The Fault in Our Stars (2014)

The Fault in Our Stars (2014)The Fault in Our Stars is carefully constructed to tear plaintively at your heartstrings. It works best not as a weepy, but as a gentle evocation of romance through the subjective perspective of teenage protagonist, Hazel Grace (Shailene Woodley). Hazel has cancer, yes, and the story is in many ways about that. It’s also about how life as a teenager is so big and important and overwhelming; whether or not you have a terminal illness, it’s not hard to relate to how our teenage years seem like they’re the most important years we’ll ever have.

When navigating through Hazel’s somewhat-idealised romance with Augustus (Ansel Elgort), Josh Boone’s light touch keeps the film delightfully engaging. Meanwhile, the teenage perspective is coloured with some darker shades around the margins (via Hazel’s mother (Laura Dern) and an irascible author (Willem Dafoe)). It’s only when TFIOS lays on the emotional melodrama in the last act that it stumbles, breaking out big emotional music while pulling too many punches. We’re told that dying of cancer isn’t pretty, but that’s not evidenced on the screen. The saddest thing about the ending is that it feels unearned, suggesting a greater film that we didn’t get to see.3 stars

11 thoughts on “The Fault in Our Stars (2014)

  1. Good review. I was thinking of writing a post about John Green. I wondered how his adapted novel worked and was thinking of watching it this weekend. Seems like better than average but not great. Maybe I should read the novel first 😉

    • I haven’t read any of his books myself; from what I’ve read this film is very faithful to the novel outside of a few omissions.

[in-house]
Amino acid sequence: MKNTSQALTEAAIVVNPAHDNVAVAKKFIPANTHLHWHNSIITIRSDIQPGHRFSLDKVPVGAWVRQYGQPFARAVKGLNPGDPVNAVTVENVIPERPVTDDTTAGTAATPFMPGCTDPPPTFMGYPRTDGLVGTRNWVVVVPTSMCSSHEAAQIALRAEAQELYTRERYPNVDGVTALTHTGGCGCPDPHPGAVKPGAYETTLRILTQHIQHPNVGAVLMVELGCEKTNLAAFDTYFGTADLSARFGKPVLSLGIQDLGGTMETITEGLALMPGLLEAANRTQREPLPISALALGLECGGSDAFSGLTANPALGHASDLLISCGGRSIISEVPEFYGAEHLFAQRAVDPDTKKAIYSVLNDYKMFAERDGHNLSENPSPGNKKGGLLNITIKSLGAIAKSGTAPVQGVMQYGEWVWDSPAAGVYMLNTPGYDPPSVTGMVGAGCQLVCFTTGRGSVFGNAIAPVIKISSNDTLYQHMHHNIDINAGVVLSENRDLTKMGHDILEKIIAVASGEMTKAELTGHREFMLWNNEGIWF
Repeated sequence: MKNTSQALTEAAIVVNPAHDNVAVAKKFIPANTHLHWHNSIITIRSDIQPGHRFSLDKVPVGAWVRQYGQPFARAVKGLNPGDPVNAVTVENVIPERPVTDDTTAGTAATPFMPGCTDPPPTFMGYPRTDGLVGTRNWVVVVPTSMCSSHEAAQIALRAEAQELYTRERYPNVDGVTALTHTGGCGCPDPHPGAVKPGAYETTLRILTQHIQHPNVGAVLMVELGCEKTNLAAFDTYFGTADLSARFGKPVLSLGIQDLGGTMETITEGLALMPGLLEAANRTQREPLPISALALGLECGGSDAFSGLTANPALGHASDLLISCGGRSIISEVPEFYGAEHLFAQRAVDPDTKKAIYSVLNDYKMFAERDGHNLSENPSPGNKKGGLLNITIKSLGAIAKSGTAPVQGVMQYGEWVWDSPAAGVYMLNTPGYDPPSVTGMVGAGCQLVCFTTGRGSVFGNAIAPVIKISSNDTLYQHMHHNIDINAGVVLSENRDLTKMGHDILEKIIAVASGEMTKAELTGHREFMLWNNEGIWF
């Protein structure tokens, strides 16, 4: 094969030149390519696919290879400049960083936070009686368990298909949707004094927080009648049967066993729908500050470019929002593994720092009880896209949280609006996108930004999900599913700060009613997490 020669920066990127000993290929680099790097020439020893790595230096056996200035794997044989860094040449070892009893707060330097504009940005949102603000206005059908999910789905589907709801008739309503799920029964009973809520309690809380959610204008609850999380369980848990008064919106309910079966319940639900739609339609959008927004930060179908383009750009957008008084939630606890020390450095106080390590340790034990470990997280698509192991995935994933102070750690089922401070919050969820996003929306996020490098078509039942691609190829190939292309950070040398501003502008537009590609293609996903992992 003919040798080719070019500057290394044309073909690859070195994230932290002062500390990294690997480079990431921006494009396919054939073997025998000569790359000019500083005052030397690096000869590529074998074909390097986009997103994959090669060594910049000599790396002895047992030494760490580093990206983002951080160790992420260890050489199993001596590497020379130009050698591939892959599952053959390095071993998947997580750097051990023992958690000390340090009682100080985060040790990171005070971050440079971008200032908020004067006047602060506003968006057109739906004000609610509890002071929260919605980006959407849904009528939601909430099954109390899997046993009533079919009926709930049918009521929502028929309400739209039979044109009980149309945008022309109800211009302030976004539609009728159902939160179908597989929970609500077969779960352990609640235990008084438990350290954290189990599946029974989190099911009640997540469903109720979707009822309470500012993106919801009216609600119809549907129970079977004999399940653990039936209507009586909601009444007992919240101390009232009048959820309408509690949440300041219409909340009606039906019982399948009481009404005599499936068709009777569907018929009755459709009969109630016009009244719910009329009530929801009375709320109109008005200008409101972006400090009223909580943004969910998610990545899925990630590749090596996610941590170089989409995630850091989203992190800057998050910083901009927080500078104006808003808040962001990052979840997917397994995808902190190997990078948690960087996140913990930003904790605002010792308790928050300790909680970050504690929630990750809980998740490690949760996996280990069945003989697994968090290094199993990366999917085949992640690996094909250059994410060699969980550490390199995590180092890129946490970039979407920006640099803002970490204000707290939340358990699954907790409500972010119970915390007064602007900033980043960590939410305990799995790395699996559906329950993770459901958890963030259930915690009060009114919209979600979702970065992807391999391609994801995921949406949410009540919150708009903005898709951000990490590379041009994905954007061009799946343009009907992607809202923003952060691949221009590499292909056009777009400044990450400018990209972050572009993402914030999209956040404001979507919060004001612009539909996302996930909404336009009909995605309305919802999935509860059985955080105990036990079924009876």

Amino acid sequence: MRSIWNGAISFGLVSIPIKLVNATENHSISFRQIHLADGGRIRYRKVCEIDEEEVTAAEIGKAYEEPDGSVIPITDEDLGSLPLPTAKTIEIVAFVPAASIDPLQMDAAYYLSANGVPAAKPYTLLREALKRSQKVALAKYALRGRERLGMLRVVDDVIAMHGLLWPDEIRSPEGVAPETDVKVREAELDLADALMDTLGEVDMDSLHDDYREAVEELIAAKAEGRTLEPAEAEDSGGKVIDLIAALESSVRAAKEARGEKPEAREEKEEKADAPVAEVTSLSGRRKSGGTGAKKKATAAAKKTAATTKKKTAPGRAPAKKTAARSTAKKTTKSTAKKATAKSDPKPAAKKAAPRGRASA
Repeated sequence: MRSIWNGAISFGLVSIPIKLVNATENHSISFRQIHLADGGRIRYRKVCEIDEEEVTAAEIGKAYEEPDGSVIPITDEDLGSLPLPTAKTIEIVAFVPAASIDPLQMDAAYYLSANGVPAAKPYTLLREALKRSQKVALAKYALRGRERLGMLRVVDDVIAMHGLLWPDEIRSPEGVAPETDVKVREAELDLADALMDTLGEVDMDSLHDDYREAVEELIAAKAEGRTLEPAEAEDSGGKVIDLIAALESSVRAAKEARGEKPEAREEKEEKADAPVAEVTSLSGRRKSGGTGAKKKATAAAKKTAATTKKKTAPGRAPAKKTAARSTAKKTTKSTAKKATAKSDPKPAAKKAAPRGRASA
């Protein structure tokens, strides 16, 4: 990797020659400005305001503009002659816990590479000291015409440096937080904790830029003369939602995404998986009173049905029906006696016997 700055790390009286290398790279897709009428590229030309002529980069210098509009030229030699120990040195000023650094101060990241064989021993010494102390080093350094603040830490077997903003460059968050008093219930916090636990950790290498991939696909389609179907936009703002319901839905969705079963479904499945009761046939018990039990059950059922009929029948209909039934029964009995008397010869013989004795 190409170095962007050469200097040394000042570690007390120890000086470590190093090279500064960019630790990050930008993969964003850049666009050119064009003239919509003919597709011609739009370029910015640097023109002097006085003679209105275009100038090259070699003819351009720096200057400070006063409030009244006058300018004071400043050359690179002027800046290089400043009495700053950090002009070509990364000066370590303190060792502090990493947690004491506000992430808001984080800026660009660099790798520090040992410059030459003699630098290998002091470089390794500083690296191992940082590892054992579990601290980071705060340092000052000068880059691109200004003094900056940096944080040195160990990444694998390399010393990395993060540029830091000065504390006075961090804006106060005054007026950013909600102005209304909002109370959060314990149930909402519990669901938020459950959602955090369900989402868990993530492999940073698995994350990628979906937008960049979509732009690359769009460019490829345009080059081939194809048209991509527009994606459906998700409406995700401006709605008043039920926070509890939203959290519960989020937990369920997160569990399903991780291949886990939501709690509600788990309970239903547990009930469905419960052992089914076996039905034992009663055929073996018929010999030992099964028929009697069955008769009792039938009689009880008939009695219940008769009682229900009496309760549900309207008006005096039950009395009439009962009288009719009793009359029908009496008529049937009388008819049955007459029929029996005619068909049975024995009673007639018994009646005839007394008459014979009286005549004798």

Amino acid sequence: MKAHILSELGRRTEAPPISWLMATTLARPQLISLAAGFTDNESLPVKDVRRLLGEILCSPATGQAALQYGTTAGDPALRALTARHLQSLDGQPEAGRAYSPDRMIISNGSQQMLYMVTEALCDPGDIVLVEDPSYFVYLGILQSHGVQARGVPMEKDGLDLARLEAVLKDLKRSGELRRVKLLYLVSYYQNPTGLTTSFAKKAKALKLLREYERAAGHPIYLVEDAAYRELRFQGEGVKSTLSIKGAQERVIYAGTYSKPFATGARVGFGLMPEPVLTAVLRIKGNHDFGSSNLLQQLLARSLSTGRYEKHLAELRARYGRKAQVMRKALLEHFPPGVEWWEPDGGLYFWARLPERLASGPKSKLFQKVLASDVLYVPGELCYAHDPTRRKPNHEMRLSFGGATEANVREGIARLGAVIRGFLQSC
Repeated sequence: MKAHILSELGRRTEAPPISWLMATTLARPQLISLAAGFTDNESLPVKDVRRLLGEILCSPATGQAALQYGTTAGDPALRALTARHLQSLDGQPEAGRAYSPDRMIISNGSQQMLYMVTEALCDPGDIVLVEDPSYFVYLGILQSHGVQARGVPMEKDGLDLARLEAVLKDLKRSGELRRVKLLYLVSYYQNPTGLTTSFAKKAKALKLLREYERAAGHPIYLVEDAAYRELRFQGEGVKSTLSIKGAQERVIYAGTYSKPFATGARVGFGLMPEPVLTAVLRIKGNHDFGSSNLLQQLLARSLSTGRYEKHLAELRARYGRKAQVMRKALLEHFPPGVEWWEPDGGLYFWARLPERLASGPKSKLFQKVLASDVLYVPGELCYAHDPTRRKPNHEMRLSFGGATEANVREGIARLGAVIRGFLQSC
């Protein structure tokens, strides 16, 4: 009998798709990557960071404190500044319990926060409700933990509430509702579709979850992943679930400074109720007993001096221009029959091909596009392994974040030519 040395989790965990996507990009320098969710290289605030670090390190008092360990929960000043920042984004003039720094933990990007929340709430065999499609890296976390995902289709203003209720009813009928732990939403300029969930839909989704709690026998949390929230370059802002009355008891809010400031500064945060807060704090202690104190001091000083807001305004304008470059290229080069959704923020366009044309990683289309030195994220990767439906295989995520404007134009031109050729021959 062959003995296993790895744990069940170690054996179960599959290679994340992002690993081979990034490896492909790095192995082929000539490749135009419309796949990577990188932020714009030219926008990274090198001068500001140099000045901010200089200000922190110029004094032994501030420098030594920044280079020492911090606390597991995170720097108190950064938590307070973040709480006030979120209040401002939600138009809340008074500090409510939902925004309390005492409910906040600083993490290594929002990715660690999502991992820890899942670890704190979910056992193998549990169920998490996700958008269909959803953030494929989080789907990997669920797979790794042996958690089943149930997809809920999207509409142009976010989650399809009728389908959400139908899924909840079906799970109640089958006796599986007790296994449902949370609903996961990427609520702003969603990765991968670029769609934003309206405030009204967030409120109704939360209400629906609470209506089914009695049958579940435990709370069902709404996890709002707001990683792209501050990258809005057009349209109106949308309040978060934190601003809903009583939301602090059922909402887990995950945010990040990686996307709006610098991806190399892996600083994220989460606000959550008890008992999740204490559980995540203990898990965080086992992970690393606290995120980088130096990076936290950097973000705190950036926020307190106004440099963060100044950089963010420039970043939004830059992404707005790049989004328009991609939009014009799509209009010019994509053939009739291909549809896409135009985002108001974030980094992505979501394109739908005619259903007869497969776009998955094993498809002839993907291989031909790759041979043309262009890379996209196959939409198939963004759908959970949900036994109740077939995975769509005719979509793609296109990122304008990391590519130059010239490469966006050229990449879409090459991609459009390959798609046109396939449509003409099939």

• Hey, Cindy. You should definitely read the novel first – I think you’d like it quite a lot. As to how the film works, it’s good. But the book is a bit better.

      • Hey, Josh. No doubt. I liked Searching for Alaska. He’s in my classroom in history class. I even have a kid who wears his t-shirts. JG is a Renaissance man. He can do no wrong right now. I better jump on the wave 😉

      • Hi Josh, no doubt! I liked Looking for Alaska and he’s in my history class with his ‘Crash Course’ segments. I have a student who wears his t-shirts and I can’t see this film in the theater for I’ll be that one who is crying too hard behind your neck. I will try the book first 😉

  2. One more great review, Dave. I especially enjoyed your take on the ending – it didn’t bother me as much as you, but the final act is where omissions from the book increase. And it’s a shame, if only because, apparently, the removed scenes detract from the emotional resonance.

  3. Pingback: The Fault in our (Movie) Stars: The Lack of Social Media in the Cinematic Medium | ccpopculture

  4. Pingback: Me, John Green and the Manic Pixie Dream Girl: Unfolding Paper Towns | ccpopculture

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